For successful people, their brain performance is very important and what you put on your plate every day can have a huge impact on the health of your brain tomorrow. If you answered yes to any of the questions in this section, you are eating and drinking things that are harming your brain. Cleaning up your diet is a major part of the Better Brain program. The right diet can be a powerful tool to promote healing and enhance brain function. The wrong diet can promote brain degeneration and accelerate brain aging.

Trans Fats and Saturated Fats

This may be the most important question on the Brain Audit. If you are not aware of the importance of dietary fat and brain function, chances are you are eating the wrong fat and destroying your brain cells. Your brain is made up primarily of fat. Where does all that fat come from? Quite simply, the fat that ends up in your brain is from the fat you consume in your diet. Some types of fat (especially fat found in fatty fish) are great for your brain. These fats can enhance overall brain function and the ability to focus are especially important for maintaining a good mood. Other types of fat, however, are terrible for the brain. The worst fats of all are transfatty acids, which are commonly found in many brands of margarine, processed baked goods, fried foods, and saturated fats, which are found in animal products (meat and full-fat dairy products like butter). These fats not only promote inflammation but prevent good fats from getting into your brain cells. Both trans-fatty acids and saturated fats can make your brain cells hard and rigid and interfere with the brain’s ability to process information quickly. As I tell my patients, if you eat a diet high in “sluggish fat,” you will have a “sluggish brain.”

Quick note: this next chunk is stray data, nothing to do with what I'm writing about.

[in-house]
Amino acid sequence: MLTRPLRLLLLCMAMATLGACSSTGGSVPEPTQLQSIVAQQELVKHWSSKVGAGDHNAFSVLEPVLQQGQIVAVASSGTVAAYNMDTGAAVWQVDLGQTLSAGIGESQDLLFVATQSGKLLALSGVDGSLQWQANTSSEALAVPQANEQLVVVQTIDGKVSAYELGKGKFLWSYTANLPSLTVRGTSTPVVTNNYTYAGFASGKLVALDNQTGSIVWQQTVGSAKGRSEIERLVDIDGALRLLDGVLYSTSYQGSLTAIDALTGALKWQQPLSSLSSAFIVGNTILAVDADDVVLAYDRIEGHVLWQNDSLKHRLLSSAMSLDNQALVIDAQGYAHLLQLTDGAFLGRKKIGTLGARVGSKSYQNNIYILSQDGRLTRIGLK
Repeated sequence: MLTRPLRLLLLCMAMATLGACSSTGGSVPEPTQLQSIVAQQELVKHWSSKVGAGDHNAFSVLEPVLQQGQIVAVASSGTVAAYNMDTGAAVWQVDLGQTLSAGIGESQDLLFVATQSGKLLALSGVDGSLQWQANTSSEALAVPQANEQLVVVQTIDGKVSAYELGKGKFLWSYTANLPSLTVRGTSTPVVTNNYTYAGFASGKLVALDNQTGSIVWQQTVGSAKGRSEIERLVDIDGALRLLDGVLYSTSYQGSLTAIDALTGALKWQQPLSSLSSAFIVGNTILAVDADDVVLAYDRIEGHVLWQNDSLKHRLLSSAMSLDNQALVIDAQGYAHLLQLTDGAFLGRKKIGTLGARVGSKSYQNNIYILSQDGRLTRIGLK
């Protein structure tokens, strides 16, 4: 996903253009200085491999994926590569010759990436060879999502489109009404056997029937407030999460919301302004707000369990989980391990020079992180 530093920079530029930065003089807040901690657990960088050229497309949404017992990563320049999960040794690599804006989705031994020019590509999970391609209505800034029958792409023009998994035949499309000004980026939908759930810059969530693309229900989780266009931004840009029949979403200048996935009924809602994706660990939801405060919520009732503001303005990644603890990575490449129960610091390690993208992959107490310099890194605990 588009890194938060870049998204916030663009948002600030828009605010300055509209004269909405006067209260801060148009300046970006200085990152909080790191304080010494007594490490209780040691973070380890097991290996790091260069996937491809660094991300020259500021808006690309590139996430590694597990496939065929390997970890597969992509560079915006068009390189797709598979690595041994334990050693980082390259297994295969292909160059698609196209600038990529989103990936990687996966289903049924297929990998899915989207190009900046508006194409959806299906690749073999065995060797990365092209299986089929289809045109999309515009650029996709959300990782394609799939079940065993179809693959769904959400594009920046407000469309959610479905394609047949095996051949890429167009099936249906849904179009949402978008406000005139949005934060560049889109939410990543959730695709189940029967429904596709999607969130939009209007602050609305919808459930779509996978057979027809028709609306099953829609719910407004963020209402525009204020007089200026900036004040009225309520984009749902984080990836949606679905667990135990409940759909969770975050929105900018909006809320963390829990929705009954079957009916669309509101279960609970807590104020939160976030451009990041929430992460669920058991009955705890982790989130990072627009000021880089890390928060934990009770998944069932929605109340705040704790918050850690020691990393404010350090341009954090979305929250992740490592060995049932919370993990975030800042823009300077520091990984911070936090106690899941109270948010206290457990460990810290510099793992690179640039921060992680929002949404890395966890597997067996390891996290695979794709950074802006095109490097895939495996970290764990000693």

Artificial Sweeteners

Aspartame, a commonly used artificial sweetener (found in diet soda and other diet foods) may be toxic to your brain. Aspartame contains chemicals called excitotoxins that can cross the brain/blood barrier and overstimulate brain cells, which disrupts the normal production of neurotransmitters and promotes free radicals. In susceptible people, excitotoxins may trigger headache and mood swings and may even promote the growth of brain tumors. There are two other commonly used food additives that also contain excitotoxins:

More Meat Than Vegetables

If you’re not filling up your plate with vegetables, you are missing out on important antioxidants found in plants (also in fruit) that can shield your
brain from the damaging effects of free radicals

Alcohol—Two Your Health!

Alcohol is the most widely used drug in the world, and its health effects, like those of caffeine, are dose related. One or two servings of any kind of alcoholic beverage daily (one serving equals 3 ounces of wine, one standard shot glass of spirits, or one 12-ounce bottle of beer) reduces the risk of neurological disease, but more than two glasses of alcohol daily increases the risk. Alcohol contains beneficial antioxidants that protect against heart disease, stroke, and even some forms of cancer. The problem is, alcohol also contains toxic chemicals that can cause free radicals. ( Also Read: Drugs That Can Decrease Brain Performance ) Alcohol is first purified by the liver, the body’s prime detoxifying organ, before it is absorbed by the body. More than two glasses of alcohol can place a heavy burden on the liver and deplete glutathione, the brain’s primary antioxidant. Alcohol should not be used in any amount by people who have liver problems or who are on those medications that should not be mixed with alcohol (such as acetaminophen and many of the NSAIDs).

The Sugar Connection

Can’t remember where you put the candy bar? If you’re having trouble remembering things and are generally forgetful, it could be due to sugar overload. People who eat sweets regularly (which I define as two or more servings daily of sugar-laden desserts like a cup of ice cream, two cookies, a slice of cake, a glass of soda, or even a small bag of chips) are putting the health of their brains at risk. Excess sugar consumption increases the risk of elevated levels of blood sugar, which in turn increases the risk of developing memory problems at an earlier age than normal. Eating sweets could also increase your risk of neurological diseases. A recent study of patients with Parkinson’s disease found that they ate larger quantities of sweet foods and more snacks than their healthy peers.

Sources And Citations:

1. Better Brain Book By  David Perlmutter